I didn’t read as much in 2019 as I have in years past, but I still read some thought-provoking books and articles that I strongly recommend. My reading focus for the year mostly honed in on the subjects of habit-building, mental models, writing, nutrition, and building better systems.
In no particular order, these are the five books and five articles I found most interesting.
The Best Books I Read in 2019
Atomic Habits by James Clear
“Habits are the compound interest of self-improvement. The same way that money multiplies through compound interest, the effects of your habits multiply as you repeat them. They seem to make little difference on any given day and yet the impact they deliver over the months and years can be enormous. It is only when looking back two, five, or perhaps ten years later that the value of good habits and the cost of bad ones becomes strikingly apparent.”
The best book I’ve read on understanding the principles of habit formation and providing the necessary steps to create positive habits in your life. James Clear explains that developing good habits is a matter of following four simple steps: make the cue obvious, the craving attractive, the response easy to follow, and the reward satisfying.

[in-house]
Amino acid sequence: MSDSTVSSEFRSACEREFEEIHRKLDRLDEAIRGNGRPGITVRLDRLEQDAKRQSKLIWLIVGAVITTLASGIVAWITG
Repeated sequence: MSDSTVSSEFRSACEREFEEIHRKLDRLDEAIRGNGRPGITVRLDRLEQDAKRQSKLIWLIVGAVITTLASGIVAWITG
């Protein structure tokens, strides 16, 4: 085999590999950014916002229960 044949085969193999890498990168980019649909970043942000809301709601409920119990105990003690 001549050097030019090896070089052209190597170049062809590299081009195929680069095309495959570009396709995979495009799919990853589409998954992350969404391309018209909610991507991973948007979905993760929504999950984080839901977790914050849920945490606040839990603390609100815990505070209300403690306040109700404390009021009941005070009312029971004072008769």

The Great Mental Models by Shane Parrish
“Better models mean better thinking. The degree to which our models accurately explain reality is the degree to which they improve our thinking.”
Understanding how the world works starts with understanding the mental models that shape how we think, how we understand, and how we form beliefs. The Great Mental Models provides a detailed overview of nine mental models that will help you simplify the complex into organizable chunks so you can become a better thinker.
Seeking Wisdom by Peter Bevelin
“If we only look to confirm our beliefs, we will never discover if we’re wrong. Be self-critical and unlearn your best-loved ideas. Search for evidence that disconfirms ideas and assumptions. Consider alternative outcomes, viewpoints, and answers. Have someone tell you when your thinking is wrong.”
Peter Bevelin distills down the principles and mental models used by history’s wisest individuals on his path to seeking wisdom. The book dives explicitly into the principles and lessons used by Warren Buffett and Charles Munger. The best way to learn what, how, and why things work is to master the best of what other people have already figured out. Achieving wisdom is best achieved by learning the big ideas that underlie reality.
Deep Nutrition by Catherine Shanahan, M.D.
“As far as your body’s cells are concerned, healthy diets are all essentially the same, resting on the same Four Pillars: meat on the bone, fermented and sprouted foods, organs and other “nasty bits,” and fresh, unadulterated plant and animal products.”